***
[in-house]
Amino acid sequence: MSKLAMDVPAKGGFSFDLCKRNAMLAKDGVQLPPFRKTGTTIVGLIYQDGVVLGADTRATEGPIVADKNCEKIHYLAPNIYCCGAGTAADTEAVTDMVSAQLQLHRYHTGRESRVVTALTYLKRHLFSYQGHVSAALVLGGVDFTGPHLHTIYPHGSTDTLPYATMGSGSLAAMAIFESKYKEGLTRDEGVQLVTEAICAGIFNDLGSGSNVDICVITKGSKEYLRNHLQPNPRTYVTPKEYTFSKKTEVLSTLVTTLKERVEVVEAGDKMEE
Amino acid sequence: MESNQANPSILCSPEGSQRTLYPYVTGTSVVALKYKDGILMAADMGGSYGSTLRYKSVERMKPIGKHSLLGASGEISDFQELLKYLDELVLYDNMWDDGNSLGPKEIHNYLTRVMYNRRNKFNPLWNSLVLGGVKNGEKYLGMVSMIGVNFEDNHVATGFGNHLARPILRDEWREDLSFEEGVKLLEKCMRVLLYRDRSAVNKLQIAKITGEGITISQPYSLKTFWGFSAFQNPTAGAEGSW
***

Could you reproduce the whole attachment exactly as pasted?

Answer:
[in-house]
Amino acid sequence: MSKLAMDVPAKGGFSFDLCKRNAMLAKDGVQLPPFRKTGTTIVGLIYQDGVVLGADTRATEGPIVADKNCEKIHYLAPNIYCCGAGTAADTEAVTDMVSAQLQLHRYHTGRESRVVTALTYLKRHLFSYQGHVSAALVLGGVDFTGPHLHTIYPHGSTDTLPYATMGSGSLAAMAIFESKYKEGLTRDEGVQLVTEAICAGIFNDLGSGSNVDICVITKGSKEYLRNHLQPNPRTYVTPKEYTFSKKTEVLSTLVTTLKERVEVVEAGDKMEE
Amino acid sequence: MESNQANPSILCSPEGSQRTLYPYVTGTSVVALKYKDGILMAADMGGSYGSTLRYKSVERMKPIGKHSLLGASGEISDFQELLKYLDELVLYDNMWDDGNSLGPKEIHNYLTRVMYNRRNKFNPLWNSLVLGGVKNGEKYLGMVSMIGVNFEDNHVATGFGNHLARPILRDEWREDLSFEEGVKLLEKCMRVLLYRDRSAVNKLQIAKITGEGITISQPYSLKTFWGFSAFQNPTAGAEGSW